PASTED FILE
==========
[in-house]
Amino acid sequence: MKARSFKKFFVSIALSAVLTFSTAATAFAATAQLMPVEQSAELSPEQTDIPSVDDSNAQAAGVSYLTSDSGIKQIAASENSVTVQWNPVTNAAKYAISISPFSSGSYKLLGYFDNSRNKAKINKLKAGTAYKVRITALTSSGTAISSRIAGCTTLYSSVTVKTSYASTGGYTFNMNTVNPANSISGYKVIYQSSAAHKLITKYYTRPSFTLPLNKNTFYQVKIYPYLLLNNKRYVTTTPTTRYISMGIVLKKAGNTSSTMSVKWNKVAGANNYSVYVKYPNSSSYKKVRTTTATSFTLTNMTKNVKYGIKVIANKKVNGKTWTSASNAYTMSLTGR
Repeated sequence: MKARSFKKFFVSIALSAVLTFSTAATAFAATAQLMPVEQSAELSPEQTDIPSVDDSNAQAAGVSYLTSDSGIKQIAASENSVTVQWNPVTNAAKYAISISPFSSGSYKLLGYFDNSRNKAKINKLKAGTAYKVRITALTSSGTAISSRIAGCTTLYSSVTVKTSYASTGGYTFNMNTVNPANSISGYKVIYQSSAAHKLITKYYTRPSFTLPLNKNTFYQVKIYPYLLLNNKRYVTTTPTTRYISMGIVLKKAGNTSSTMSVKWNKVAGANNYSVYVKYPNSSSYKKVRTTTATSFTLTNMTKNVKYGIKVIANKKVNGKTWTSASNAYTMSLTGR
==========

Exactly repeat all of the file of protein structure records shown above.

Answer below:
[in-house]
Amino acid sequence: MKARSFKKFFVSIALSAVLTFSTAATAFAATAQLMPVEQSAELSPEQTDIPSVDDSNAQAAGVSYLTSDSGIKQIAASENSVTVQWNPVTNAAKYAISISPFSSGSYKLLGYFDNSRNKAKINKLKAGTAYKVRITALTSSGTAISSRIAGCTTLYSSVTVKTSYASTGGYTFNMNTVNPANSISGYKVIYQSSAAHKLITKYYTRPSFTLPLNKNTFYQVKIYPYLLLNNKRYVTTTPTTRYISMGIVLKKAGNTSSTMSVKWNKVAGANNYSVYVKYPNSSSYKKVRTTTATSFTLTNMTKNVKYGIKVIANKKVNGKTWTSASNAYTMSLTGR
Repeated sequence: MKARSFKKFFVSIALSAVLTFSTAATAFAATAQLMPVEQSAELSPEQTDIPSVDDSNAQAAGVSYLTSDSGIKQIAASENSVTVQWNPVTNAAKYAISISPFSSGSYKLLGYFDNSRNKAKINKLKAGTAYKVRITALTSSGTAISSRIAGCTTLYSSVTVKTSYASTGGYTFNMNTVNPANSISGYKVIYQSSAAHKLITKYYTRPSFTLPLNKNTFYQVKIYPYLLLNNKRYVTTTPTTRYISMGIVLKKAGNTSSTMSVKWNKVAGANNYSVYVKYPNSSSYKKVRTTTATSFTLTNMTKNVKYGIKVIANKKVNGKTWTSASNAYTMSLTGR